The CIA’s most endangered employee for much of the past year was not an operative on a mission abroad, but an analyst who faced a torrent of threats after filing a whistleblower report that led to the impeachment of President Trump.
The analyst spent months living in no-frills hotels under surveillance by CIA security, current and former U.S. officials said. He was driven to work by armed officers in an unmarked sedan. On the few occasions he was allowed to reenter his home to retrieve belongings, a security team had to sweep the apartment first to make sure it was safe.
The measures were imposed by the CIA’s Security Protective Service, which monitored thousands of threats across social media and Internet chat rooms. Over time, a pattern emerged: Violent messages surged each time the analyst was targeted in tweets or public remarks by the president.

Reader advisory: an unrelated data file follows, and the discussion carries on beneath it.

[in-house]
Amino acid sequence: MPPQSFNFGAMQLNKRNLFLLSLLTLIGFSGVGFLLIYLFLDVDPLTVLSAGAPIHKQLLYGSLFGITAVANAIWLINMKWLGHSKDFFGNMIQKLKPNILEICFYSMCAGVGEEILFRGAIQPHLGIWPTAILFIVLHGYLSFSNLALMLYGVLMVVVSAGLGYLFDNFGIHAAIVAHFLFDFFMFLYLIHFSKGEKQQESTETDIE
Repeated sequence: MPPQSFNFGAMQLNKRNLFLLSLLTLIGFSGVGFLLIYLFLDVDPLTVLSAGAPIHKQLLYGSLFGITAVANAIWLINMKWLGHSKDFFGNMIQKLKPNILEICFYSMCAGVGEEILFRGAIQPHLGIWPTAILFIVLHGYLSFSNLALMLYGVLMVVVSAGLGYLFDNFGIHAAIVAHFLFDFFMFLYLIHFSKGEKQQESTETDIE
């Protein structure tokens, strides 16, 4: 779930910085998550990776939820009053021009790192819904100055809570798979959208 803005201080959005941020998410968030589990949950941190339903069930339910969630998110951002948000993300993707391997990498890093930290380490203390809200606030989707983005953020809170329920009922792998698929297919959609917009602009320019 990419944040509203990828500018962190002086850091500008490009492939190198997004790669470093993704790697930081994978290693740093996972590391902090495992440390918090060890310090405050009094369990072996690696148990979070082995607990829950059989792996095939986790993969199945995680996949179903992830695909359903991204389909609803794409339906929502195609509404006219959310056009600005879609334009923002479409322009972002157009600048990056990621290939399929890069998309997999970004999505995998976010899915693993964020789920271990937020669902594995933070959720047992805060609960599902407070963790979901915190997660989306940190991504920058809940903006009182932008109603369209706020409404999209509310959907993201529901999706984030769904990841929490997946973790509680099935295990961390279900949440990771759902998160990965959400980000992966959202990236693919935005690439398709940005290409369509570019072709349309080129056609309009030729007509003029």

“The president was tweeting, ‘Where’s the whistleblower? Where’s the whistleblower?’ ” said a former senior U.S. official involved in overseeing the protection of the analyst, whose name has not been disclosed by the government. The analyst was never in direct danger, the official said, but some threats were so serious that without security, “there is a strong possibility that grave harm would have come to him.”